Jack of all trades—Overall, SAHMs know how to do everything—or so we thought and keep sacred in our minds and remembrances. Now, we wish we could have been like them in every way.
|One SAHM Sandra added the rock tiles; tiled the floor and stairs; sheet rocked, insulated and painted the walls; and finished the stair railing.|
And many, many, many more titles!
Tana, a master’s prepared speech therapist with several children, many of them adopted from various countries, described SAHMs in such an elegant and factual way: “So I think most SAHMs could probably describe themselves as able to respond gracefully to unwarranted criticism. We could also pretty much universally say that we work well under pressure from internal and external sources, adjust quickly to changing responsibilities with little or no notice, and are excellent prioritizers. I want people to understand that I made this choice because it was what I wanted.”
|Family of Tana, a master’s prepared speech therapist|
At some point, may SAHMs want to return to the workplace. Tana penned a message for Human Resource personnel: “For a former stay-at-home mom getting back into the workforce, it can be really tough to get employers to take these skills and abilities seriously, and that's a travesty. Yeah, the woman may not be up on the latest version of Excel or may not have a thousand LinkedIn connections, but so what? Her abilities are time-tested, HONED, and she is battle-ready. She knows how to WORK, and even better, she knows how to get results. Give her a chance, Ms. Human Resources, and let her do her thing!”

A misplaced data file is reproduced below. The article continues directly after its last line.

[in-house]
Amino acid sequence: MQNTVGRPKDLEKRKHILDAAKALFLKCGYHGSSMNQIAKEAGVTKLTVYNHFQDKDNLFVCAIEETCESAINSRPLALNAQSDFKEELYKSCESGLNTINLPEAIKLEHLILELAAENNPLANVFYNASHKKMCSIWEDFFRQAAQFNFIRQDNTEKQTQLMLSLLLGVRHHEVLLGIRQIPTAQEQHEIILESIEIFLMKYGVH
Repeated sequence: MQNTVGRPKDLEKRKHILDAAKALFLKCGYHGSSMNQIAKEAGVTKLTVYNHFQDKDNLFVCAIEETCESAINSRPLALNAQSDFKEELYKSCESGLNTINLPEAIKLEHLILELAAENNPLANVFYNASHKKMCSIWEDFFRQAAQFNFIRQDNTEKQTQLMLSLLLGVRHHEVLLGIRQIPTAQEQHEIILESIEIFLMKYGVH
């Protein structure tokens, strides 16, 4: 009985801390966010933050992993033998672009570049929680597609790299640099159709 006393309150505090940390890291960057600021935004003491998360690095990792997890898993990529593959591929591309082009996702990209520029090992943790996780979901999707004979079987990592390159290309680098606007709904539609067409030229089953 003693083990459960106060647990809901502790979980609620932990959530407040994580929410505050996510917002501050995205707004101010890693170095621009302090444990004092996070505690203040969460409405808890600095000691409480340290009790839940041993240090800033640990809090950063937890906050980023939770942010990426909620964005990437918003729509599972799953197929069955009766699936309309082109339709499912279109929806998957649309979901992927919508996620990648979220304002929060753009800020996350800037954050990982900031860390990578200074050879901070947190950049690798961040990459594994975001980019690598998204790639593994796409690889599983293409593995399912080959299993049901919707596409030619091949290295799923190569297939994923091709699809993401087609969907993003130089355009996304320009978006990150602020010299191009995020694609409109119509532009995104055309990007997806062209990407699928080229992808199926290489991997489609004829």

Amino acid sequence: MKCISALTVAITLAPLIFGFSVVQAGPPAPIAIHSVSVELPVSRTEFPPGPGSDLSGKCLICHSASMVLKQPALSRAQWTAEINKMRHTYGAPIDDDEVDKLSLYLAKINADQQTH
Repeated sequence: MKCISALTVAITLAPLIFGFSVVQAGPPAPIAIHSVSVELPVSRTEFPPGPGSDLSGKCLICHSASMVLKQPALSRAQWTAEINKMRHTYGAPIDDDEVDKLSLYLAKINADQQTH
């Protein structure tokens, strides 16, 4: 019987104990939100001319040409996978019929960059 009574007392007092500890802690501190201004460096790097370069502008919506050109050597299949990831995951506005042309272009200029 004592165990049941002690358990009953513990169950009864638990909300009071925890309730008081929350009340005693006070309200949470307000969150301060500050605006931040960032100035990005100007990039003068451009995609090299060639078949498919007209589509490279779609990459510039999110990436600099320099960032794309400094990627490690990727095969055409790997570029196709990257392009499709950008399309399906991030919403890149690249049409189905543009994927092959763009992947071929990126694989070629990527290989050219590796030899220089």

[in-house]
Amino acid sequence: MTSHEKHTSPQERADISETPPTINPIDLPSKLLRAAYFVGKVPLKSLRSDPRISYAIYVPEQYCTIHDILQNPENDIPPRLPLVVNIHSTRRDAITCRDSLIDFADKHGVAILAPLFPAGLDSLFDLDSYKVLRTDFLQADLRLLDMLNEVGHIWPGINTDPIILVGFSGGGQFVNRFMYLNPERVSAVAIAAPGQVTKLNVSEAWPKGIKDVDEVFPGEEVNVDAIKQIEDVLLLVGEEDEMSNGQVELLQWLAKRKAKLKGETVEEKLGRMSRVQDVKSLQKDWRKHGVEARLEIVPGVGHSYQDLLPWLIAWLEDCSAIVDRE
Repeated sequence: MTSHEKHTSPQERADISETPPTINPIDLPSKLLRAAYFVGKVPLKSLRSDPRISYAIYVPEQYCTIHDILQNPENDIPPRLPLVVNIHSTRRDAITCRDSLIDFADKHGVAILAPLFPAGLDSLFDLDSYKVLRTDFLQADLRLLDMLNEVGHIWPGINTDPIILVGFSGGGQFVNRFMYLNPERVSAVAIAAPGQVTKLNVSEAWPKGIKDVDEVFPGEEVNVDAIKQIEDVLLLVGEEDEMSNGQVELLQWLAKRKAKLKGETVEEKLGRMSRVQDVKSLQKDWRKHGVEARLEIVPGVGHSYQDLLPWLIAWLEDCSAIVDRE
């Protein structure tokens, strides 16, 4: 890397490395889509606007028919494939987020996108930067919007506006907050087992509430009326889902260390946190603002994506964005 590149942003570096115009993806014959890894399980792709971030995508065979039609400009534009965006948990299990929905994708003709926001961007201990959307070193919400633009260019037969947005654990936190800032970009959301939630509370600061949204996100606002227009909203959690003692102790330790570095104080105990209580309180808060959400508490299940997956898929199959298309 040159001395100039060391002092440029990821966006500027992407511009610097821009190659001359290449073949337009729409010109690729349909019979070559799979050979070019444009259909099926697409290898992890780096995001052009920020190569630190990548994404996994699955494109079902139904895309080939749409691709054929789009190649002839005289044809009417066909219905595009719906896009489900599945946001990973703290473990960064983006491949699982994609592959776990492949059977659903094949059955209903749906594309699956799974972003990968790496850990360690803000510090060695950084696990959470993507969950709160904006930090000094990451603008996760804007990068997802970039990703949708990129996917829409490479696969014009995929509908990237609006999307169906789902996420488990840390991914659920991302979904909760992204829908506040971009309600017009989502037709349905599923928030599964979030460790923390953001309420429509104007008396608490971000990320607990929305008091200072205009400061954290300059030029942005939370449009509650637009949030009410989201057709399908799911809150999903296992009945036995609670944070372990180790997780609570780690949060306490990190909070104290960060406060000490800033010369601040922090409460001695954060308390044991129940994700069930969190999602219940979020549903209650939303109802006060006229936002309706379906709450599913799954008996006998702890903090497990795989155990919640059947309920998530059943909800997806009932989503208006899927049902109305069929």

All you SAHMs, you are the best, you are phenomenal, and you are inspiring to all of us, and we thank you for being so wonderful for what you do as stay-at-home moms. We are just happy that you choose to do all things—all the while smiling and being positive! We believe in you!